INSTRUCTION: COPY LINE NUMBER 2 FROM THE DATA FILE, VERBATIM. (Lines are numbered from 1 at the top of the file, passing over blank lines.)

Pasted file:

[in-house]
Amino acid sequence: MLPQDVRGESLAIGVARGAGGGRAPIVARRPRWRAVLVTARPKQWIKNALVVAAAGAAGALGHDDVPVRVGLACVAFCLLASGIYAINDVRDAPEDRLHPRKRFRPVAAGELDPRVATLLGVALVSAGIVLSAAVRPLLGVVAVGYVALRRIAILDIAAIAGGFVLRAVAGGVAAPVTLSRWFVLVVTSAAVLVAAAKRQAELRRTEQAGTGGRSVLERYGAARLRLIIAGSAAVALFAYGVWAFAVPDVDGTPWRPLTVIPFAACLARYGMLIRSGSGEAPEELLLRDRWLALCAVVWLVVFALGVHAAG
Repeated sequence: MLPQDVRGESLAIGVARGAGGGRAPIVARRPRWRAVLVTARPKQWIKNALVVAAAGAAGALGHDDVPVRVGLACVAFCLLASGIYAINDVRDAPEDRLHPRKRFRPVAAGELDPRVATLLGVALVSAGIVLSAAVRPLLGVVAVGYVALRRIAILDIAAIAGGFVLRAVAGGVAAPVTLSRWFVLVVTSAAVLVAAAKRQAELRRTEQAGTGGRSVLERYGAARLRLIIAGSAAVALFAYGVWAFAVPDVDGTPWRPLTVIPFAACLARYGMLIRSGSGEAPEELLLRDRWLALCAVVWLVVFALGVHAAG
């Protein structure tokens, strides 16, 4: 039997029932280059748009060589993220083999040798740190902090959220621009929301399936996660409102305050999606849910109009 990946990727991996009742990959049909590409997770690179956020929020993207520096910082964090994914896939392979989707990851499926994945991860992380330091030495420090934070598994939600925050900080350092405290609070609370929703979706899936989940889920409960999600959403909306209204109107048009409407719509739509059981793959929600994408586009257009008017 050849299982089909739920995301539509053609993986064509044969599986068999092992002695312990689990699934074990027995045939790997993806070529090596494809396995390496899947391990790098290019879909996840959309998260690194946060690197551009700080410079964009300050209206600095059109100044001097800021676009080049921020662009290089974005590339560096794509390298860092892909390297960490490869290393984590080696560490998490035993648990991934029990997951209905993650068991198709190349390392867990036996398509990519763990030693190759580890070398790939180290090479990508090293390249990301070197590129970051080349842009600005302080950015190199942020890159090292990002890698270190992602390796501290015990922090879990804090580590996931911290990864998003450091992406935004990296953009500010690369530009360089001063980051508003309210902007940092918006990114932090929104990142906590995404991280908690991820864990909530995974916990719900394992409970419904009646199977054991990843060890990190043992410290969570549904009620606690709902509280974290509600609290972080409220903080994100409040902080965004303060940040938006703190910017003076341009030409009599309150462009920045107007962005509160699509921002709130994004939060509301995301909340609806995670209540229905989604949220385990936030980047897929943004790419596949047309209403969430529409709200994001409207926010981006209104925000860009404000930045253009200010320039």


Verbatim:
Amino acid sequence: MLPQDVRGESLAIGVARGAGGGRAPIVARRPRWRAVLVTARPKQWIKNALVVAAAGAAGALGHDDVPVRVGLACVAFCLLASGIYAINDVRDAPEDRLHPRKRFRPVAAGELDPRVATLLGVALVSAGIVLSAAVRPLLGVVAVGYVALRRIAILDIAAIAGGFVLRAVAGGVAAPVTLSRWFVLVVTSAAVLVAAAKRQAELRRTEQAGTGGRSVLERYGAARLRLIIAGSAAVALFAYGVWAFAVPDVDGTPWRPLTVIPFAACLARYGMLIRSGSGEAPEELLLRDRWLALCAVVWLVVFALGVHAAG